Clevenger v. Burgess
In Clevenger v. Burgess, 31 S.W.2d 675 (Tex. Civ. App.--Beaumont 1930, writ ref'd), the nonsubscribing employer had paid his injured employee an extra dollar per day over his regular wages, which the employer contended was sufficient to allow the employee to insure himself against work-related injuries. The employer claimed that, by accepting the additional pay, the employee assumed the risks ordinarily incident to the work he was doing and the employer had the right to plead all defenses available under the common law. Clevenger, 31 S.W.2d at 676.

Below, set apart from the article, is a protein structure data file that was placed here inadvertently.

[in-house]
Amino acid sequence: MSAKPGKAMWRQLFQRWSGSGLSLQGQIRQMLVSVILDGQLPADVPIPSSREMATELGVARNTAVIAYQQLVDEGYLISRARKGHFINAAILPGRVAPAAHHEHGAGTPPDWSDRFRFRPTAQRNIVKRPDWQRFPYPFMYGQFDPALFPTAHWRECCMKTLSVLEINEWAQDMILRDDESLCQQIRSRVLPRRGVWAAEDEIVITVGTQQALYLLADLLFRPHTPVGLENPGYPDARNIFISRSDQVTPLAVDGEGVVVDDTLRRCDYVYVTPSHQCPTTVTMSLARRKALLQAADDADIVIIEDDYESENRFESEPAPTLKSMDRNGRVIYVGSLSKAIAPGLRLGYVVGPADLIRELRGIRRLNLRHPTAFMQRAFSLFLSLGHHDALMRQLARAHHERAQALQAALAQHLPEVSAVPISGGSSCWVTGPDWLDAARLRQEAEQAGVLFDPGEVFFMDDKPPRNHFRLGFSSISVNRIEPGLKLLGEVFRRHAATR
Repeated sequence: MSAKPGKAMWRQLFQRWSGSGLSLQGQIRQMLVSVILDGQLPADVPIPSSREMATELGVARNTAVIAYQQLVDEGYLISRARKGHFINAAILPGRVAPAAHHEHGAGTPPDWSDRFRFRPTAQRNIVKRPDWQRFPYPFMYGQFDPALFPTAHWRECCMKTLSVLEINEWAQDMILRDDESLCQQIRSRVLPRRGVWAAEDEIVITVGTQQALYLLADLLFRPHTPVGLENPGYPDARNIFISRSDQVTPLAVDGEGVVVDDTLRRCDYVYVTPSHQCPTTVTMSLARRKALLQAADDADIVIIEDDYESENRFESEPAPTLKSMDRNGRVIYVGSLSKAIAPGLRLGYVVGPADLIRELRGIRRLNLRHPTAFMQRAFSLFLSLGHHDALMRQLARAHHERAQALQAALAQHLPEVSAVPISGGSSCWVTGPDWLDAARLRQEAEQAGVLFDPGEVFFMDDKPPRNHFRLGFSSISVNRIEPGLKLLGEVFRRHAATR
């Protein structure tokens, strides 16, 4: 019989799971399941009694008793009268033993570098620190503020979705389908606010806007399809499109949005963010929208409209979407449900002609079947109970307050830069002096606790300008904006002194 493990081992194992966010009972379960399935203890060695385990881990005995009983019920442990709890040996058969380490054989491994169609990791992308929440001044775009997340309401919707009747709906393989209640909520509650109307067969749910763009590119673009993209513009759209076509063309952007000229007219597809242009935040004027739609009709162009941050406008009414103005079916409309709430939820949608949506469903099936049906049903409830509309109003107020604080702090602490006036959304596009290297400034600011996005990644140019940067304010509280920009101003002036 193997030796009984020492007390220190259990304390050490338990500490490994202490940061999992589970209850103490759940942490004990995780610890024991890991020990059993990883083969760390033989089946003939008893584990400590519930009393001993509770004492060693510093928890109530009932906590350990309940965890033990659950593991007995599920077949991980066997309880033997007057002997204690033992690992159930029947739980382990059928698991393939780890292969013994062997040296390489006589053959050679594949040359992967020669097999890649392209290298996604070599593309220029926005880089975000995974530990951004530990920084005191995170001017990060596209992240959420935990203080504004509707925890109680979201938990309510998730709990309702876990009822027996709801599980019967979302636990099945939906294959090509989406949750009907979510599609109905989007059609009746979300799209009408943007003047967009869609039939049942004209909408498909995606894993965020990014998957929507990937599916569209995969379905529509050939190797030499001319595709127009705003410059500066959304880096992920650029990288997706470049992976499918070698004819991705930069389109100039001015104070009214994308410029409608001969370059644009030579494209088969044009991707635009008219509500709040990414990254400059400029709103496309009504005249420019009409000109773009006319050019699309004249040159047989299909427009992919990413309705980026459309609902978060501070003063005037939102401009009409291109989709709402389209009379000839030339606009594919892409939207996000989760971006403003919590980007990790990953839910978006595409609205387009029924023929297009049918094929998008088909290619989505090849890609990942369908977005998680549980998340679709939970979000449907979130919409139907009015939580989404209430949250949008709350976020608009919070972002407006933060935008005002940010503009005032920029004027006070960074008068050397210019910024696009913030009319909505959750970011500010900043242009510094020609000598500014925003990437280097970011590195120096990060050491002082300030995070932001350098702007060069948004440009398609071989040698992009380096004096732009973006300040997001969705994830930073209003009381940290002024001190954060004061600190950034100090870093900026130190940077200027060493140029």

The record contained no evidence of the waiver agreement, if in fact there was one, because neither party disputed that any such agreement was inadmissible under the version of the Act then in effect.
Rather, the employer claimed the Workers' Compensation Act unduly interfered with his right to contract and was therefore unconstitutional.
The Court upheld the Act's constitutionality, stating that "the constitutional right to contract is not infringed by forbidding contracts whereby employers relieve themselves of liability imposed by statute." Clevenger, 31 S.W.2d at 678.
Once again, Clevenger involved a unilateral action by the employer that appears to have been a condition of employment, and did not involve an employee's voluntary election of employer-provided benefits. Id.